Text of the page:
EPPC Briefly: The Catholic Church, President Obama and Notre Dame

Published May 21, 2009

EPPC Briefly


Parsing the Vatican Newspaper
“No matter what foolishness finds its way into the pages of L’Osservatore Romano,” writes EPPC Distinguished Senior Fellow George Weigel, there is no reason to think that “the Pope and his most senior advisers have drunk the Obama Kool-Aid.”

Obama and the “Real” Catholics
EPPC Distinguished Senior Fellow George Weigel assesses President Obama’s commencement speech at Notre Dame: “What was surprising, and ought to be disturbing to anyone who cares about religious freedom in these United States, was the president’s decision to insert himself into the ongoing Catholic debate over the boundaries of Catholic identity and the applicability of settled Catholic conviction in the public square.” (Mr. Weigel’s own commencement speech to Mt. St. Mary’s University is available here.)

Obama’s Case Against Obama
According to EPPC Hertog Fellow Yuval Levin, President Obama’s Notre Dame speech “actually offered pro-lifers some causes for optimism by unintentionally clarifying the profound and growing weakness of the case for America’s radical abortion laws.”


SUPPORT EPPCEverything seems up for grabs these days. Fundamental American ideals — of individual freedom and responsibility, justice, the rule of law, and limited government — are under assault.The Ethics and Public Policy Center is working harder than ever to make the case for sound public policies that are faithful to American ideals and to the Judeo-Christian moral tradition that underlies them. We need your support to sustain our work and to be even more effective in these challenging times.


Writing in National Review, EPPC Fellow James C. Capretta explains that by recognizing that many Americans want to stay with their current insurance and turning that fact to their advantage, conservatives can both prevent President Obama’s government-centered approach and advance sensible reforms.

Stop ObamaCare
“President Obama and his congressional allies are pursuing a mammoth, complex, hugely expensive, ill-designed reform that is not likely to be popular when understood,” write EPPC Fellow James C. Capretta and EPPC Hertog Fellow Yuval Levin in the Weekly Standard. “Conservatives have a very real chance at stopping it if they highlight its key weaknesses and supply a superior alternative.”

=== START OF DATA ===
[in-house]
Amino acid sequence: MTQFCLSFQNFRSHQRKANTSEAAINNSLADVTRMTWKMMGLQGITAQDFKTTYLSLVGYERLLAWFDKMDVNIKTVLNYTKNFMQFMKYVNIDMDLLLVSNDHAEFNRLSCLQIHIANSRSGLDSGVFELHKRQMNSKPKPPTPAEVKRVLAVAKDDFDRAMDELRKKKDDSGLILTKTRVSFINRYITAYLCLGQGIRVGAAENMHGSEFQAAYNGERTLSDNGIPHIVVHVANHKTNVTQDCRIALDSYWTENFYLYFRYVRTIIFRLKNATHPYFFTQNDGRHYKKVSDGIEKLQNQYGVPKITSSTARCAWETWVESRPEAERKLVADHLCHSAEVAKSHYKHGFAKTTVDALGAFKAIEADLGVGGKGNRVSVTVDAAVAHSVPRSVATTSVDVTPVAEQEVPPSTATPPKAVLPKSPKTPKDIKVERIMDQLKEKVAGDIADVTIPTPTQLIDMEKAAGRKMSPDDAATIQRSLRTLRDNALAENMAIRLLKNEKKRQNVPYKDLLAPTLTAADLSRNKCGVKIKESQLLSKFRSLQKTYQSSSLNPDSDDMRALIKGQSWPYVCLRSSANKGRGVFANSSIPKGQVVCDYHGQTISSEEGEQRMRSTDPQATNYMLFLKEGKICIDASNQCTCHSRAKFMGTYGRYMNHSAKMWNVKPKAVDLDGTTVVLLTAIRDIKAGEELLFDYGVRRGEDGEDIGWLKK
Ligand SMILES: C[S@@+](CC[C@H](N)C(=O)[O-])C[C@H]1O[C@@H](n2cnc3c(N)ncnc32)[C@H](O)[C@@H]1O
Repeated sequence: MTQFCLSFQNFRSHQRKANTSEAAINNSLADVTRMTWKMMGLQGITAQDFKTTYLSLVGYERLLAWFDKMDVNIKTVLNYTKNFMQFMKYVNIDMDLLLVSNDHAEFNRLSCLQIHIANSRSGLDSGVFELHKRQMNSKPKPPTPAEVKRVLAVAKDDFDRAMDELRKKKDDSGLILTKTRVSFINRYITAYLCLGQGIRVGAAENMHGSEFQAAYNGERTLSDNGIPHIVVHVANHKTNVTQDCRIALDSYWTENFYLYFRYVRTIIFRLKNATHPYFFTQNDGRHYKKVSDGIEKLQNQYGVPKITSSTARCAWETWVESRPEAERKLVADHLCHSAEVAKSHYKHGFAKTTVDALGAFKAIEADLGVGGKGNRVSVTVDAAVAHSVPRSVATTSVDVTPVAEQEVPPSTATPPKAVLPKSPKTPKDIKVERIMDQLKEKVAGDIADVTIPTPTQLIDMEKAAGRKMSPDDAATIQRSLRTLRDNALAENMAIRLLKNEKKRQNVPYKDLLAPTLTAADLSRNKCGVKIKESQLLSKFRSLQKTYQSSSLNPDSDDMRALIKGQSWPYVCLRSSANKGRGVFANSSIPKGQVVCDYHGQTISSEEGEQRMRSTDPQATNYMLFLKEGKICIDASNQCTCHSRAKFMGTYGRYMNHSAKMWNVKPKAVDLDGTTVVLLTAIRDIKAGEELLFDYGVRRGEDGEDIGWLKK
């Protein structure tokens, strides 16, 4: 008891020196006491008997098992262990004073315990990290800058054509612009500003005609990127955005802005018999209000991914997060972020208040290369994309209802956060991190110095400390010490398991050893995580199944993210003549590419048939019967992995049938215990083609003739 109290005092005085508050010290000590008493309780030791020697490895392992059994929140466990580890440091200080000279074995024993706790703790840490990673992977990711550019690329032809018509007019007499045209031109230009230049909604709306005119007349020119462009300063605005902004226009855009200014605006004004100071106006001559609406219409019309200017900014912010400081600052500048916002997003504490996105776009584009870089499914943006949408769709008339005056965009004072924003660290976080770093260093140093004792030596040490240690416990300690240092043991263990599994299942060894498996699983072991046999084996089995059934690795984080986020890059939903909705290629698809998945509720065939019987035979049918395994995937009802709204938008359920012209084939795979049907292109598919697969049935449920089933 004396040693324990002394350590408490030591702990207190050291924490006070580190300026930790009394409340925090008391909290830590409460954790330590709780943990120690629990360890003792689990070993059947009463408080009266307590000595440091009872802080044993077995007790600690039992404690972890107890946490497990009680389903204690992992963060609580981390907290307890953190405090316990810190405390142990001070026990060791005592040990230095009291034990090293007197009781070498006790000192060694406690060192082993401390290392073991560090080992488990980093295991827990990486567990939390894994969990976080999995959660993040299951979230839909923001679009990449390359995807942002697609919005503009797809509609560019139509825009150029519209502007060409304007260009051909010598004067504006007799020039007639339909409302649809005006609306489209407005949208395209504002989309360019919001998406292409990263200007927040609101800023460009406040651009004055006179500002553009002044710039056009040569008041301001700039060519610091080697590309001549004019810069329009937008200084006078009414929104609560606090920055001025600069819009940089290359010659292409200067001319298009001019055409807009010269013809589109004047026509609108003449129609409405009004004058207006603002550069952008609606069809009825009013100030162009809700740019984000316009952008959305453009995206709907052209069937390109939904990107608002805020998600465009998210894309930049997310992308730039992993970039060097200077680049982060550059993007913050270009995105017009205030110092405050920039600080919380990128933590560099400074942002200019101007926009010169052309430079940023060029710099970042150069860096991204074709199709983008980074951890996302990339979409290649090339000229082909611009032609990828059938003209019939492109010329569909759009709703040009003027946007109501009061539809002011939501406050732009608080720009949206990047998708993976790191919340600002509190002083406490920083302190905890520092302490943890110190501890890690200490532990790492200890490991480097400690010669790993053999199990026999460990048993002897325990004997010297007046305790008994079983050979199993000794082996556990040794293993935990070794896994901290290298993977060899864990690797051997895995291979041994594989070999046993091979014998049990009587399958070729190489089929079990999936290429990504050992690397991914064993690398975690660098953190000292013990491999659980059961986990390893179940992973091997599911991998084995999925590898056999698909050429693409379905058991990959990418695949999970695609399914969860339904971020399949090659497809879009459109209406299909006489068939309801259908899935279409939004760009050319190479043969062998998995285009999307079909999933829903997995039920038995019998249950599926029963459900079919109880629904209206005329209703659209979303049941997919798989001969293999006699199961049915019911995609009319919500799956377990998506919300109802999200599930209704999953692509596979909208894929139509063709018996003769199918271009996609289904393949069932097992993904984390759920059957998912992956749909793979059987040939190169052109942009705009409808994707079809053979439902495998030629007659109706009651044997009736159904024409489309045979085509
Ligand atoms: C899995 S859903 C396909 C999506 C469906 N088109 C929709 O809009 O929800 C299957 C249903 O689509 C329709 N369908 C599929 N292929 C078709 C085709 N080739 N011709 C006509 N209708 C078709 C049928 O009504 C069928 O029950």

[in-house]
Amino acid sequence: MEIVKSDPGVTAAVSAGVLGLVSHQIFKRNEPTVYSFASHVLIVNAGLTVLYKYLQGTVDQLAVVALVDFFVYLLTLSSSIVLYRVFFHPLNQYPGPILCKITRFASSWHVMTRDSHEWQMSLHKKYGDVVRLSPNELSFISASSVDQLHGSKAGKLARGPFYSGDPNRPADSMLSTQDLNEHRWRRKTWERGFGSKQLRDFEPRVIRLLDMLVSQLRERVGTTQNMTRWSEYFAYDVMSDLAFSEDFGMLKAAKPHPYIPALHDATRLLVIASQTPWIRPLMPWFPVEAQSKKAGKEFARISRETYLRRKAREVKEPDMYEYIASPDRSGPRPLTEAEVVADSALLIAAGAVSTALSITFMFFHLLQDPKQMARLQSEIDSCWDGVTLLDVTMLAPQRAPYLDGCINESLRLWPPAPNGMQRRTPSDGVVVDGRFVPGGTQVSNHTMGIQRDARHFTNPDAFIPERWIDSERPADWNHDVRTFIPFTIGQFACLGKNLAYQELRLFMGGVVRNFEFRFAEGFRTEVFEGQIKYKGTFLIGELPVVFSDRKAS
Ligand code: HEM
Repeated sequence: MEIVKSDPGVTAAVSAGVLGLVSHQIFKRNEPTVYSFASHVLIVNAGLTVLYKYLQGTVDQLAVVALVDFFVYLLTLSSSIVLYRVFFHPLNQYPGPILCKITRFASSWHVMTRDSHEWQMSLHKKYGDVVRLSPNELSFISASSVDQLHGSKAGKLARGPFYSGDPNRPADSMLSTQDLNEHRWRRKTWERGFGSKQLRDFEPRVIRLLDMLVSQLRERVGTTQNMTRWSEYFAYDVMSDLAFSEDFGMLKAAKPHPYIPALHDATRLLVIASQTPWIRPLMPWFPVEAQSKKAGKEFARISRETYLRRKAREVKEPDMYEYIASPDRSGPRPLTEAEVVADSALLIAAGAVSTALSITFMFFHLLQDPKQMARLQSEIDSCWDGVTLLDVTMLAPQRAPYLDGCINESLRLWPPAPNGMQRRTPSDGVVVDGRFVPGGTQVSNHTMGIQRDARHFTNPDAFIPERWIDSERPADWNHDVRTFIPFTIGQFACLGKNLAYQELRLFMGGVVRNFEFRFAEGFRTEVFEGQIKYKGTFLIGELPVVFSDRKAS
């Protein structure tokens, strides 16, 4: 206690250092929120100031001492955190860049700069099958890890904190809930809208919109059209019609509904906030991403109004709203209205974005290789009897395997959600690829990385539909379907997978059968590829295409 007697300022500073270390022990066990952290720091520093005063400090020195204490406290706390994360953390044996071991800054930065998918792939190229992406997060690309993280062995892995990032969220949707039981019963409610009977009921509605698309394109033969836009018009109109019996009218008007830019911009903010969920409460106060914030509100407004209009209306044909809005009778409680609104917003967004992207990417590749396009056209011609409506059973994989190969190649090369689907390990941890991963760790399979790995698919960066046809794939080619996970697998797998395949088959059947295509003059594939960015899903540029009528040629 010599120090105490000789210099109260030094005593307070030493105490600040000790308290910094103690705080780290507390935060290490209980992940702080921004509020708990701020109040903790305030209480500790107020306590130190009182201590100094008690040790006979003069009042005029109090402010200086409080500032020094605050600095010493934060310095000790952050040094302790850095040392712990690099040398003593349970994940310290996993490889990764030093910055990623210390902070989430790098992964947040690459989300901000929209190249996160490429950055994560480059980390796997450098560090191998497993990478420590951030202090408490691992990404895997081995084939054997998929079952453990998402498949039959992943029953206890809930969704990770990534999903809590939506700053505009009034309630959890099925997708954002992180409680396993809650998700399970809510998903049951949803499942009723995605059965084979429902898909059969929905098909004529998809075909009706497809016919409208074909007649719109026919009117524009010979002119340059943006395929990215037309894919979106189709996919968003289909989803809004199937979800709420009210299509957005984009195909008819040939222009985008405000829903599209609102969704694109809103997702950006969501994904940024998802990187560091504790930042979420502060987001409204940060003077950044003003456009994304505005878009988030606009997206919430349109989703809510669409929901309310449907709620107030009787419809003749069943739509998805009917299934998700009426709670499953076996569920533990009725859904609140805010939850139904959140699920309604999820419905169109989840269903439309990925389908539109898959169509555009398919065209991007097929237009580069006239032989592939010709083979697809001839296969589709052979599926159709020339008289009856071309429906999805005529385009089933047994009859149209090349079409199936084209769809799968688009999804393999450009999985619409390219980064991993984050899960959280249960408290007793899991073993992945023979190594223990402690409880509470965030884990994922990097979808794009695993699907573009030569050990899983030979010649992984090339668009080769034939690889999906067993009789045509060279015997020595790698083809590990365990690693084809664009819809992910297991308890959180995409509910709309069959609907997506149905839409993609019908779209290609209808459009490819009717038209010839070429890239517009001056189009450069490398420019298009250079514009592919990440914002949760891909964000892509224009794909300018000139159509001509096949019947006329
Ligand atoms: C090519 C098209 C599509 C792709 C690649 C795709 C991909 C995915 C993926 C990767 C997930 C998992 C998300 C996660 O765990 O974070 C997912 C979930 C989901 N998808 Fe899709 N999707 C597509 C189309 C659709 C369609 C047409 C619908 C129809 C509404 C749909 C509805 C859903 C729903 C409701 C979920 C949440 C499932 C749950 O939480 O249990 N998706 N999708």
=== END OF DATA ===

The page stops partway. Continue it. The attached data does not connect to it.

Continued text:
Kemp Brought America Back from 1970s
EPPC Visiting Fellow Jeffrey Bell celebrates the enduring legacy of Jack Kemp: “There were two big ideas that changed the world in the 1980s: Supply-side economics and a bold strategy for winning the Cold War. One was the handiwork of Jack Kemp, the other of Ronald Reagan.”

A Welcome to the Party
EPPC Senior Fellow Rick Santorum EPPC Senior Fellow Rick Santorum disputes the conventional wisdom that Senator Arlen Specter “has left the small-tent GOP for the broad-minded, tolerant Democratic Party”: Voting records show that the Senate has “one doctrinaire, narrow, intolerant caucus, and Specter just joined it.”

By Your Fruit Ye Will Be Known
“Eventually President Obama will be judged by the fruits of his labor. And if the conservative critique on economics is correct, the emerging fruit will be bitter, and the public will eventually realize it,” observes EPPC Senior Fellow Peter Wehner.

Pope Benedict XVI in the Holy Land

Parsing the Pontiff
Writing for Newsweek about Pope Benedict XVI’s travel to the Holy Land, EPPC Distinguished Senior Fellow George Weigel explains that “[w]hile pundits and partisans will interpret Benedict’s comments and actions according to the varying political winds and their own agendas, a real understanding of his pilgrimage must start at the true source of Benedict’s own thinking: Scripture.” (See also Mr. Weigel’s interview with the Italian daily Il Foglio.)

Give Him a Fair Hearing
Papal watchers predicted that Pope Benedict XVI’s visit to the Holy Land was bound to provoke controversy no matter how peaceable his message. “Sure enough,” observes EPPC Fellow Colleen Carroll Campbell for the New York Times, “just a few days into his pilgrimage, Benedict already has endured an onslaught of harsh, hair-trigger criticism.”

Challenging America’s Me-First Culture
EPPC Fellow Colleen Carroll Campbell reflects on a study that shows a corrosive narcissism afflicting many teenagers and young adults: “if ever we hope to transform our me-first culture into one that better serves our children, now is the time to start.”


EPPC’s annual Tertio Millennio Seminar in Kraków, Poland on Catholic social doctrine is now accepting applications for this summer’s session. The seminar’s faculty includes George Weigel, Russell Hittinger, Fr. Maciej Zieba, OP, and Fr. Raymond J. de Souza. To learn more, visit the seminar’s homepage: TertioMillennioSeminar.org.

The views expressed by EPPC scholars in their work are their individual views only and are not to be imputed to EPPC as an institution.

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